Just days ago, authorities in Boston announced that they had produced a DNA match linking Albert DeSalvo, known as the Boston Strangler, to the murder of Mary Sullivan, who was strangled and raped back in 1964—the last of 11 killings DeSalvo had confessed to.
The news comes about 50 years after he was initially identified. Massachusetts Attorney General Martha Coakley announced the results of the DNA test last week.
DeSalvo had confessed to being the Boston Strangler, but he was never charged and later withdrew his confession. But a newly discovered water bottle at the construction site where his nephew, Tim DeSalvo, worked gave police the evidence they needed to definitively link him to the murder of Mary Sullivan—the final woman killed and the only one of the murders where DNA evidence was left behind.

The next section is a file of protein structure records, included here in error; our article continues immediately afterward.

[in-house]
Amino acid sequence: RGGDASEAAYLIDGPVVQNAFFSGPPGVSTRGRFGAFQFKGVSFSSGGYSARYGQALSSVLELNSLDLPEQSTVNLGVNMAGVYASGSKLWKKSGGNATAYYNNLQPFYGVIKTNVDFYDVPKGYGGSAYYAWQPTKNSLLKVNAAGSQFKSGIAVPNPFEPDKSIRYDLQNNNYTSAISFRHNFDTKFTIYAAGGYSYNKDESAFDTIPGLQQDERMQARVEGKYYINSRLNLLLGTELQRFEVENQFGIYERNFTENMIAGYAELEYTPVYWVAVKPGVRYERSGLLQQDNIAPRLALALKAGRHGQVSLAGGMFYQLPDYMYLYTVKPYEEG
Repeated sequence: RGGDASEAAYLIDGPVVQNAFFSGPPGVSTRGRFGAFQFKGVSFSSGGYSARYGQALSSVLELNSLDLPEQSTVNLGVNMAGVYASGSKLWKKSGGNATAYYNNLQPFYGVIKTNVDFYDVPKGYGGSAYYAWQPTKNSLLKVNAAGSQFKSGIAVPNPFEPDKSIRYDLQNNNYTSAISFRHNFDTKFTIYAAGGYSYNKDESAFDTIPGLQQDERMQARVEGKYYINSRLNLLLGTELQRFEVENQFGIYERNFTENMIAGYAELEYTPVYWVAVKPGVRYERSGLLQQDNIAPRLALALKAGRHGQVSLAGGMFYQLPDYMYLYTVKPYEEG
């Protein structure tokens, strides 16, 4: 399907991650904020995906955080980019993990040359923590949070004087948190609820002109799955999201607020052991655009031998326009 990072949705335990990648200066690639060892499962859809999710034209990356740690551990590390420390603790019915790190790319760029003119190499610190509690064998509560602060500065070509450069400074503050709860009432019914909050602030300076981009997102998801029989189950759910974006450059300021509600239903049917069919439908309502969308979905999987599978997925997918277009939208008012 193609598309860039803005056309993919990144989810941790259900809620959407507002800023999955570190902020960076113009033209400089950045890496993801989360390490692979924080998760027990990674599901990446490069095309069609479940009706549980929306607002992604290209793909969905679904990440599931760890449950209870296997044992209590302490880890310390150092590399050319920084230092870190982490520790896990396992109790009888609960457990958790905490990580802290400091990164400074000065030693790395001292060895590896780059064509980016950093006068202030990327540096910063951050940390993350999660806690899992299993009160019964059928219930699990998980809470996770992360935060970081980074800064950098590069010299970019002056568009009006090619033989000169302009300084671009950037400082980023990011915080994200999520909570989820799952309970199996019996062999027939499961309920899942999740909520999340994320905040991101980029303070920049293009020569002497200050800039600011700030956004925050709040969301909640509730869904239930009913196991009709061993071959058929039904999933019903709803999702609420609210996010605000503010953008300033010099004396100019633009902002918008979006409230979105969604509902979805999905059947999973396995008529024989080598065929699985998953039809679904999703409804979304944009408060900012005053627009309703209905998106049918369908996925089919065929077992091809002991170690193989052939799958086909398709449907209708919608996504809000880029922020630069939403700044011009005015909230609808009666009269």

Philip Martin is an investigative reporter for our partner WGBH Boston Public Radio. He joins The Takeaway to discuss the latest revelation.